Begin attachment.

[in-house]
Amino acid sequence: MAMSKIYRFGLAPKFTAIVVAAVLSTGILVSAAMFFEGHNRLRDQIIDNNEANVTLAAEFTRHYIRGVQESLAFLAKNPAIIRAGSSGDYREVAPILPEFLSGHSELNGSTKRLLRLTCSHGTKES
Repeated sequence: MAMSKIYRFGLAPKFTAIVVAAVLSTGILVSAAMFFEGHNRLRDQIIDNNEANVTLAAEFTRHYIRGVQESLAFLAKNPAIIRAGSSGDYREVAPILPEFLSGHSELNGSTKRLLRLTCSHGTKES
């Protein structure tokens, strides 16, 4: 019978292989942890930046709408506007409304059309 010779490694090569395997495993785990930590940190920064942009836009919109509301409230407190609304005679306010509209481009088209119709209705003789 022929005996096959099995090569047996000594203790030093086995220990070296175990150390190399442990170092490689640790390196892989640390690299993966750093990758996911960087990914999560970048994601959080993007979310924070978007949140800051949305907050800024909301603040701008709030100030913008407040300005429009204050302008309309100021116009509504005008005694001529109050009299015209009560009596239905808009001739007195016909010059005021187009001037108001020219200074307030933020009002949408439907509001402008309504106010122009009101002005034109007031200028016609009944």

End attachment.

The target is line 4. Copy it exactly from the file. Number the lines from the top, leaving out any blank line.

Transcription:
């Protein structure tokens, strides 16, 4: 019978292989942890930046709408506007409304059309 010779490694090569395997495993785990930590940190920064942009836009919109509301409230407190609304005679306010509209481009088209119709209705003789 022929005996096959099995090569047996000594203790030093086995220990070296175990150390190399442990170092490689640790390196892989640390690299993966750093990758996911960087990914999560970048994601959080993007979310924070978007949140800051949305907050800024909301603040701008709030100030913008407040300005429009204050302008309309100021116009509504005008005694001529109050009299015209009560009596239905808009001739007195016909010059005021187009001037108001020219200074307030933020009002949408439907509001402008309504106010122009009101002005034109007031200028016609009944």